Along with the program manager for Capacity Building, we decided to start this program where we could start working more closely with tribal nations. In my opinion, it’s so important for so many reasons. One is really recognizing the importance of indigenous knowledge in everything we do. And then also from biodiversity and ecological conservation viewpoint.

“The contribution from indigenous peoples globally is essential for maintaining biodiversity and protecting our important ecosystems.”

How do you share your knowledge with others?

The primary ways that I like to share knowledge with others is really through teaching, both teaching and capacity building. I started teaching remote sensing classes a long time ago at local universities and community colleges and just really loved it.

“I learned about teaching is being a good listener, which has really been important in my work with the Applied Sciences projects, which absolutely requires that ability to listen to end user needs.”

I’ve mentored students at NASA for many years, which is so important and incredibly rewarding. I also love talking to younger students in classrooms and telling them about all the amazing things that we do in the Earth sciences.

“Honestly, there’s nothing better than watching young people get excited about the work we do and watching those light bulbs go off when they understand the power of looking at the Earth from space.”

What early projects interested you in NASA Applied Sciences?

One of the very first applied projects that I worked on was called GRAPES. It has a great acronym, but it’s Grapevine Remote Sensing Analysis of Phylloxera Early Stress. This project used satellite and airborne remote sensing products to look at the health of grapevines during the invasion of this deadly root louse. It was just decimating the vineyards in Napa Valley. That root louse is called Phylloxera. So, we were trying to determine whether you could see the decline of the grapevines using near infrared imagery before it could be detected visually, which potentially could have a huge impact for vineyard managers planning treatment and other kinds of health strategies for the vineyards.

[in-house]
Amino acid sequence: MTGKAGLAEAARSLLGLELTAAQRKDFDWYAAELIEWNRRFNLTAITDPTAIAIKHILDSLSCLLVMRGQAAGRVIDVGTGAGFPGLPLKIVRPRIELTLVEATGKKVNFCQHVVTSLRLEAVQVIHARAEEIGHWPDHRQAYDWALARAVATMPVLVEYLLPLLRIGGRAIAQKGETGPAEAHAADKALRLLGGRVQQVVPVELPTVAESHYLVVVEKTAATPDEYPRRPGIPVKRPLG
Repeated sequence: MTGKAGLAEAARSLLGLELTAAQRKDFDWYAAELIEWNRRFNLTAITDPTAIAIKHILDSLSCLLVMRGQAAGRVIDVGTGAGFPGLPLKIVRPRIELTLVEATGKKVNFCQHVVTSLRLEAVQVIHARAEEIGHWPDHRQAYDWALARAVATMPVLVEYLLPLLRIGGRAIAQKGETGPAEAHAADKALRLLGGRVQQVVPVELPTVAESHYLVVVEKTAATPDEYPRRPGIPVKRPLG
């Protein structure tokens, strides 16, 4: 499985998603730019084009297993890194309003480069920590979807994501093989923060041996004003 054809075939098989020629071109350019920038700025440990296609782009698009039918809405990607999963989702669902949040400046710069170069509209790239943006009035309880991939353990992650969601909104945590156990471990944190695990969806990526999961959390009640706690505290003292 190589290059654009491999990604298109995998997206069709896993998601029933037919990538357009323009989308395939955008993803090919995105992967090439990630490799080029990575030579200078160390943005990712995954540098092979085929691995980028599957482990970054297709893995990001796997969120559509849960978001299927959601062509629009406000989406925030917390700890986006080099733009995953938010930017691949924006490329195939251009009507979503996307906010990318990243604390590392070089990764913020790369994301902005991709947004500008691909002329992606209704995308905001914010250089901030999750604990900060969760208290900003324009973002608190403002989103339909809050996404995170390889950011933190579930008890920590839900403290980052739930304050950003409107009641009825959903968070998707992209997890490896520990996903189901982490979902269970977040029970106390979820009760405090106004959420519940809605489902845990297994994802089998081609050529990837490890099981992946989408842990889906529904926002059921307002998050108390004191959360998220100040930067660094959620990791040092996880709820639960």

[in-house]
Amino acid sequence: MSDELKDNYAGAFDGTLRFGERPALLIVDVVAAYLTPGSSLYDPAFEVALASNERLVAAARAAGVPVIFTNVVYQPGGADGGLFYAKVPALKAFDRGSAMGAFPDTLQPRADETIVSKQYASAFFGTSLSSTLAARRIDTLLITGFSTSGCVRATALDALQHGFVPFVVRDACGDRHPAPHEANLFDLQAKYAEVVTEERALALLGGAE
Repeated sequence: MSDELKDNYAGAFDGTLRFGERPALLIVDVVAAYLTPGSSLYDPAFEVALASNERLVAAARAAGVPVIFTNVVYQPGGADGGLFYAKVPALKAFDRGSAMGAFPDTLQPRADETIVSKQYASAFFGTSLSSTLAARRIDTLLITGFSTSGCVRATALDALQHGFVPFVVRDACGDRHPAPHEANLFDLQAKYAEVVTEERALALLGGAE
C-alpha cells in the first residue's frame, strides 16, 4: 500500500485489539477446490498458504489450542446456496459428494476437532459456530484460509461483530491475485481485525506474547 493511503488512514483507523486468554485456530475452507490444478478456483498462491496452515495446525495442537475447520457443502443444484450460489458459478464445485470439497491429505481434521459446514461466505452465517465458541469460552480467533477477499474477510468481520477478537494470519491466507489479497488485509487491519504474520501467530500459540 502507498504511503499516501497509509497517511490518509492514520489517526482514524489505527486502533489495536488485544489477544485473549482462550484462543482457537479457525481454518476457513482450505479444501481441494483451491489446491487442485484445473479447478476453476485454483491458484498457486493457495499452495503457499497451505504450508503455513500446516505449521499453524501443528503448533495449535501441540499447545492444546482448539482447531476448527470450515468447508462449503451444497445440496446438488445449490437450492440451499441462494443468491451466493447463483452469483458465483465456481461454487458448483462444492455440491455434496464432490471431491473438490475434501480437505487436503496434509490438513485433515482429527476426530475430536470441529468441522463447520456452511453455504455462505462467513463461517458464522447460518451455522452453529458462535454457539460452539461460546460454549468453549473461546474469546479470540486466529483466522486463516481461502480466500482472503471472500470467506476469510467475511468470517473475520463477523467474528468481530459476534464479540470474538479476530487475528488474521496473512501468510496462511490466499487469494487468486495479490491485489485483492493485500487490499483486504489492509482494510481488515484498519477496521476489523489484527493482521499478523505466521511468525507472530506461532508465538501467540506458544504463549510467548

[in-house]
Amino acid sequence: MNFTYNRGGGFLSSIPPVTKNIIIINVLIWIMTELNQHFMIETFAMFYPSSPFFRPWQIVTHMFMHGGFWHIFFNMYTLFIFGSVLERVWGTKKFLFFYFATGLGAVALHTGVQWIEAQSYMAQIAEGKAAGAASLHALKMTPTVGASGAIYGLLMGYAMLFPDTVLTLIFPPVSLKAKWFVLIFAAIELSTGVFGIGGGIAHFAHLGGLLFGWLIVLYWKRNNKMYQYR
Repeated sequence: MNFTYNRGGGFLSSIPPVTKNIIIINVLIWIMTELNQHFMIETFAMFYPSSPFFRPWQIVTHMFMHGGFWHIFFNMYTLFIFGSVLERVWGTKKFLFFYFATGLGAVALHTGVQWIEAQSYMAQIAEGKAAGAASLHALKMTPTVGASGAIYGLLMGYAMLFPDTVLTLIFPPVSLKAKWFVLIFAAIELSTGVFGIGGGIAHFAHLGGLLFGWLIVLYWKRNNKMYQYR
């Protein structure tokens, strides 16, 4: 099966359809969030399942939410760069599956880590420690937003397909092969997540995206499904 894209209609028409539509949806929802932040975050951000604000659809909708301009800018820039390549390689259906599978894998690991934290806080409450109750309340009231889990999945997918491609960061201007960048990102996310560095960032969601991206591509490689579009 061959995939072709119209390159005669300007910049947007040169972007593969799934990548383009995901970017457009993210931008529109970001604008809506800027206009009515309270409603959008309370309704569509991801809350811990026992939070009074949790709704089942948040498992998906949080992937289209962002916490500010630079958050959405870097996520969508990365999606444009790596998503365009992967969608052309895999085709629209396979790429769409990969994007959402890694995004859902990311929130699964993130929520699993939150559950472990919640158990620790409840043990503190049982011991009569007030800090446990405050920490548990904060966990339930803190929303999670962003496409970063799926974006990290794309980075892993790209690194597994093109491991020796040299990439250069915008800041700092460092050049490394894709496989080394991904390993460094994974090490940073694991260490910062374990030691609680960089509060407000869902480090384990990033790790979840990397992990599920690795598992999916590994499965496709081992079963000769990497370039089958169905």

We were lucky enough to work closely with Mondavi Winery during that time, which required us to understand and learn quite a bit about vineyard management. At that time, the wineries weren’t really using geospatial technology, let alone remote sensing so while we were learning about vineyard management, we were teaching them about remote sensing and GIS.

So that was really what got me hooked on applied work. I mean, really showing how remote sensing and geospatial technology could help people do their job better, or help improve the environment, or increase their quality of life.

Where has your work taken you?

My work has taken me literally to all corners of the Earth. A lot of my job with the Ecological Conservation program involves me being the interface between our funded projects that are in our portfolio and the project PIs and their team.

Since all the projects have to have at least one end user, it really benefits us to get a deeper understanding of the needs and challenges and barriers to use Earth observation products and methodologies for decision making. The best way to do that is to go talk with the end users and the project teams directly. I do try to attend as many project meetings as possible, which means that I travel a lot.

“I’ve been so fortunate to travel to places like Mongolia to see how the Wildlife Conservation Service with cashmere goat herders, to Belize where I was able to see their efforts in preserving their amazing coral reefs, and to Idaho, where they’re using remote sensing for beaver reintroduction, and so many more amazing, cool places and people. I really do feel like I have the coolest job on the planet.”

What advice do you have for early career scientists?

My best advice is to be open to things that may be outside your wheelhouse. Every day I’m still learning so many things even this late in my career. I’ve been so lucky to be involved in agriculture, human health, wildfires, disasters, ecological conservation projects and programs, and I’ve learned so much from each and every one of them. It’s added a dimension in my career that I never could have planned so long ago but has been so incredibly fulfilling.